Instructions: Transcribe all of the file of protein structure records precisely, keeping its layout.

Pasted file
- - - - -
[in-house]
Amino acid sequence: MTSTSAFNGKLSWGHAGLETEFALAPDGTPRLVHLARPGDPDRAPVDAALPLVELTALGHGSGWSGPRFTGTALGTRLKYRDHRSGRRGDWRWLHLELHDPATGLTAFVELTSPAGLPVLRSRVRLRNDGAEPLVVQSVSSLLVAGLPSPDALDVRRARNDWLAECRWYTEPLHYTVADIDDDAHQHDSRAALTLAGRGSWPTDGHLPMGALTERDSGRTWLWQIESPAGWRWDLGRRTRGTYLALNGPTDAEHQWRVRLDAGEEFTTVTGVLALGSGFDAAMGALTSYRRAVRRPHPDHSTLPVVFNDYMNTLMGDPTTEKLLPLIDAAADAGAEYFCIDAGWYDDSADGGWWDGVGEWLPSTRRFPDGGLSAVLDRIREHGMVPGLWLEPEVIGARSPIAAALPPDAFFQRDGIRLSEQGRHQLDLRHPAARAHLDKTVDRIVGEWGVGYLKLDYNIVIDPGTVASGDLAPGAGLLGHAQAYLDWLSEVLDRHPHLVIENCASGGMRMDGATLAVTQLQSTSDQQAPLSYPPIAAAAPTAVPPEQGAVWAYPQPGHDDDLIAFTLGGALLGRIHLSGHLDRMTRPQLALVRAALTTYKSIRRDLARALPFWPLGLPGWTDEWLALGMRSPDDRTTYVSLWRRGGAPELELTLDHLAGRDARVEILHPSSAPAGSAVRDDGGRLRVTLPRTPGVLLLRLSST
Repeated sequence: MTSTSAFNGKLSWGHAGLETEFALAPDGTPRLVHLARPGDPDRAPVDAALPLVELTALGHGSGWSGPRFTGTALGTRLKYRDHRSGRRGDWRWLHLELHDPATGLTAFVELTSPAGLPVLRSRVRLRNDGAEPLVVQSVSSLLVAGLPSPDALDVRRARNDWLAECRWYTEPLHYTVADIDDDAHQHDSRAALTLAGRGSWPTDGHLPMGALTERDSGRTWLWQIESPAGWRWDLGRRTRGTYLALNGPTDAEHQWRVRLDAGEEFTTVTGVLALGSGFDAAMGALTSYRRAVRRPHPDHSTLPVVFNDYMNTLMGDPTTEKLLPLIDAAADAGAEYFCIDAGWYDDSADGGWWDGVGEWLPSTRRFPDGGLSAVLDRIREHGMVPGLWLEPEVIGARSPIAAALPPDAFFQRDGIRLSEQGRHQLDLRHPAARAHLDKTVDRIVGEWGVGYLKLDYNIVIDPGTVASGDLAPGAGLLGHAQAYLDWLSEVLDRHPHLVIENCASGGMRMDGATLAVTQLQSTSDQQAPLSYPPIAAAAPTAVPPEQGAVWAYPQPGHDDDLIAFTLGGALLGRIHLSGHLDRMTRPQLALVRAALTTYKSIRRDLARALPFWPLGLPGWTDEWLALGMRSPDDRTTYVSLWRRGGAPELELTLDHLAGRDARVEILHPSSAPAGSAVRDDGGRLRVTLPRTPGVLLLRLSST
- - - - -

[in-house]
Amino acid sequence: MTSTSAFNGKLSWGHAGLETEFALAPDGTPRLVHLARPGDPDRAPVDAALPLVELTALGHGSGWSGPRFTGTALGTRLKYRDHRSGRRGDWRWLHLELHDPATGLTAFVELTSPAGLPVLRSRVRLRNDGAEPLVVQSVSSLLVAGLPSPDALDVRRARNDWLAECRWYTEPLHYTVADIDDDAHQHDSRAALTLAGRGSWPTDGHLPMGALTERDSGRTWLWQIESPAGWRWDLGRRTRGTYLALNGPTDAEHQWRVRLDAGEEFTTVTGVLALGSGFDAAMGALTSYRRAVRRPHPDHSTLPVVFNDYMNTLMGDPTTEKLLPLIDAAADAGAEYFCIDAGWYDDSADGGWWDGVGEWLPSTRRFPDGGLSAVLDRIREHGMVPGLWLEPEVIGARSPIAAALPPDAFFQRDGIRLSEQGRHQLDLRHPAARAHLDKTVDRIVGEWGVGYLKLDYNIVIDPGTVASGDLAPGAGLLGHAQAYLDWLSEVLDRHPHLVIENCASGGMRMDGATLAVTQLQSTSDQQAPLSYPPIAAAAPTAVPPEQGAVWAYPQPGHDDDLIAFTLGGALLGRIHLSGHLDRMTRPQLALVRAALTTYKSIRRDLARALPFWPLGLPGWTDEWLALGMRSPDDRTTYVSLWRRGGAPELELTLDHLAGRDARVEILHPSSAPAGSAVRDDGGRLRVTLPRTPGVLLLRLSST
Repeated sequence: MTSTSAFNGKLSWGHAGLETEFALAPDGTPRLVHLARPGDPDRAPVDAALPLVELTALGHGSGWSGPRFTGTALGTRLKYRDHRSGRRGDWRWLHLELHDPATGLTAFVELTSPAGLPVLRSRVRLRNDGAEPLVVQSVSSLLVAGLPSPDALDVRRARNDWLAECRWYTEPLHYTVADIDDDAHQHDSRAALTLAGRGSWPTDGHLPMGALTERDSGRTWLWQIESPAGWRWDLGRRTRGTYLALNGPTDAEHQWRVRLDAGEEFTTVTGVLALGSGFDAAMGALTSYRRAVRRPHPDHSTLPVVFNDYMNTLMGDPTTEKLLPLIDAAADAGAEYFCIDAGWYDDSADGGWWDGVGEWLPSTRRFPDGGLSAVLDRIREHGMVPGLWLEPEVIGARSPIAAALPPDAFFQRDGIRLSEQGRHQLDLRHPAARAHLDKTVDRIVGEWGVGYLKLDYNIVIDPGTVASGDLAPGAGLLGHAQAYLDWLSEVLDRHPHLVIENCASGGMRMDGATLAVTQLQSTSDQQAPLSYPPIAAAAPTAVPPEQGAVWAYPQPGHDDDLIAFTLGGALLGRIHLSGHLDRMTRPQLALVRAALTTYKSIRRDLARALPFWPLGLPGWTDEWLALGMRSPDDRTTYVSLWRRGGAPELELTLDHLAGRDARVEILHPSSAPAGSAVRDDGGRLRVTLPRTPGVLLLRLSST